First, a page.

Editors Moira Egan and Clarinda Harriss are among the talented poets who feel that cleverness and wit can flourish within the confines of fourteen lines, rhymed or not. They have figured out a beautiful way to prove the point in their hot-off-the-press anthology, Hot Sonnets (Entasis Press).
They have also effortlessly proved a second proposition: that American poets are writing about sex and romance with passion, intimacy, candor, control, and sensuality. A sonnet can owe some of its effects to popular song lyrics, as in the wonderful opening of Sharon Dolin's "Now That I Have Lain With You":
Now that I have lain with you
You know I can be claimed by you.
Your hazel eyes, the way you linger-kiss:
I long to feel the stamen of you.
Dolin is expert at a theme-and-variations style and is unafraid of "hot pink" language: "My pistil's moist, deep pink -- your tongue's refrain / as your anthered stalk's for mine. My swain, that's you."
There are surprises aplenty here. One of H. L. Hix's sonnets has this arresting opening:
The man with the crooked dick shines his shoes.
The woman with one arm takes off her brassiere.
Turn the page and the same characters recur in different poses: "The man with the crooked dick strikes a match. / The woman with one arm breaks into flame."
There are two sonnet crowns: Kathrine Varnes's "Fleshpot Sonnets" and Marilyn Taylor's "The Seven Very Liberal Arts." In a crown the last line of one sonnet recurs, in the same or somewhat altered form, as line one of the next sonnet, Taylor enjoys transmuting "your Freddie Mac against my Fannie Mae" into "Frederic Chopin, Fannie Mendelssohn.,"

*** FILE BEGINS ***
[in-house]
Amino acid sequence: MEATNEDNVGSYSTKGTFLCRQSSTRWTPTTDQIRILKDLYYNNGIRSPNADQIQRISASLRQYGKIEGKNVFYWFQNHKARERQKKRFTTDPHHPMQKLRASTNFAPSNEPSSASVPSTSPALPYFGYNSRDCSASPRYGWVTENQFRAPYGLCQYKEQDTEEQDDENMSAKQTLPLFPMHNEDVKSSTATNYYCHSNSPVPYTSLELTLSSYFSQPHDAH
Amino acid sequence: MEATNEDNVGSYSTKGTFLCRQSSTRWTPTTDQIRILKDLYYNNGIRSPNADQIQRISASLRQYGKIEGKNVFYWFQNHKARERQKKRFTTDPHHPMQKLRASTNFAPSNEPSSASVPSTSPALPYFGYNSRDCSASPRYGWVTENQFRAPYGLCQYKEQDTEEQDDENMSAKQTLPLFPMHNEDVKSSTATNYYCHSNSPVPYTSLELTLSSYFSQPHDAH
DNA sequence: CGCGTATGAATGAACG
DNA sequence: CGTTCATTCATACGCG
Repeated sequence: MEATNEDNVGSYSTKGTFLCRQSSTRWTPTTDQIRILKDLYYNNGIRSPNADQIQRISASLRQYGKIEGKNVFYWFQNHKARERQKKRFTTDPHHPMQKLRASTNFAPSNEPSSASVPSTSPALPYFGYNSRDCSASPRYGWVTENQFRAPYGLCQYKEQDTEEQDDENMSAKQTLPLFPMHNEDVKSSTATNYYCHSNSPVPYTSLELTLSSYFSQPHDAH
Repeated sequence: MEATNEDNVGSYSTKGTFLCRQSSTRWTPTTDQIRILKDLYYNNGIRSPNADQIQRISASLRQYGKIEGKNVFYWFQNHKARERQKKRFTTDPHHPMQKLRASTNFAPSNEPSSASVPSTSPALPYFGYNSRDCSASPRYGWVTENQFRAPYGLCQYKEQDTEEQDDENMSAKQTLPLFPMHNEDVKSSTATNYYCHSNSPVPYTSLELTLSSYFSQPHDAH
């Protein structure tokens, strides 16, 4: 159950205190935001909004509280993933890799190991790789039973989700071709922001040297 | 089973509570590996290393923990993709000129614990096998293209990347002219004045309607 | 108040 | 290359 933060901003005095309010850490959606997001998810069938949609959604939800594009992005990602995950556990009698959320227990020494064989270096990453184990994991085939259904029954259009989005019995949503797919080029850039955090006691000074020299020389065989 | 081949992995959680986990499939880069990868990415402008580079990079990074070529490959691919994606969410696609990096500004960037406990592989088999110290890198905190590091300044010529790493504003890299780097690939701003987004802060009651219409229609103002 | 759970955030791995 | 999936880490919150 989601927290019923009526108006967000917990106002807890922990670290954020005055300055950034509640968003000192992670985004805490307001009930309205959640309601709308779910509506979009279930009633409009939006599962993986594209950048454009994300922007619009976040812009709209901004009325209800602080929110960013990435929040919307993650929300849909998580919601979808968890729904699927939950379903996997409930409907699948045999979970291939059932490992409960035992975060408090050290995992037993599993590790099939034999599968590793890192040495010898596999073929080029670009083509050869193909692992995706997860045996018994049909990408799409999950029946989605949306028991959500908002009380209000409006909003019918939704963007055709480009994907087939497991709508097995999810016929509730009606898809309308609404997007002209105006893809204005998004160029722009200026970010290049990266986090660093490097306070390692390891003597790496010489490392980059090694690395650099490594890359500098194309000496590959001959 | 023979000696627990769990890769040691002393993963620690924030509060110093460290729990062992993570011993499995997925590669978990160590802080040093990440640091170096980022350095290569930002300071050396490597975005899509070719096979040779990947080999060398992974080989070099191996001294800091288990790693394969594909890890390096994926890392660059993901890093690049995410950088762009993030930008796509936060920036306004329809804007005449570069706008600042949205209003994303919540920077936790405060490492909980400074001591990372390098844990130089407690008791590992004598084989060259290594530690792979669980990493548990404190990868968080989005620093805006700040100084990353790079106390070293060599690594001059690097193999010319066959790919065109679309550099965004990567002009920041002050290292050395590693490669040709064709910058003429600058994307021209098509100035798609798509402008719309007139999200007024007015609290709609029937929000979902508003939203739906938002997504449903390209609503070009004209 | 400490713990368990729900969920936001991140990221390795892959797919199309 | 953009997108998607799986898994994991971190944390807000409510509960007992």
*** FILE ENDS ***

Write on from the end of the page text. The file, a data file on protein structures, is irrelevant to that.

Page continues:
The twin subjects of Varnes's gaze throughout her seven sonnets are peaches and bras, including padded bras and J. Alfred Prufrock's hesitation before eating a peach:
Let breasts be breasts. Our season's brief as is.
It's hard enough to find a bra that fits.
(And those who asked the schoolyard, Does she stuff?
now look askance -- filled with J. Alfred's fear
a thousand times repeating: Do I dare?)
Declare this moment and this peace enough.
Prufrock turns up again in Wendy Videlock's "Prufrock Takes a Formal Lover."
There are wonderful things here by Kim Addonizio, Molly Peacock, Terri Witek, Susan McLean, Amy Lemmon, Jo Ann Clark, Jenny Factor, A. E. Stallings, Tony Barnstone, Jill Alexander Essbaum, Sandra Beasley, the late Tim Dlugos, and the editors themselves. Your interest never flags. If it is true that many more women than men are represented here, it must also be remembered that the unquestioined muse of the sexy sonnet was a woman, Edna St. Vincent Millay, and that, for whatever combination of reasons, a striking fact about recent American poetry is the fervor and intelligence with which women have written about the body, the erotic impulse, and its inevitable consequences. -- DL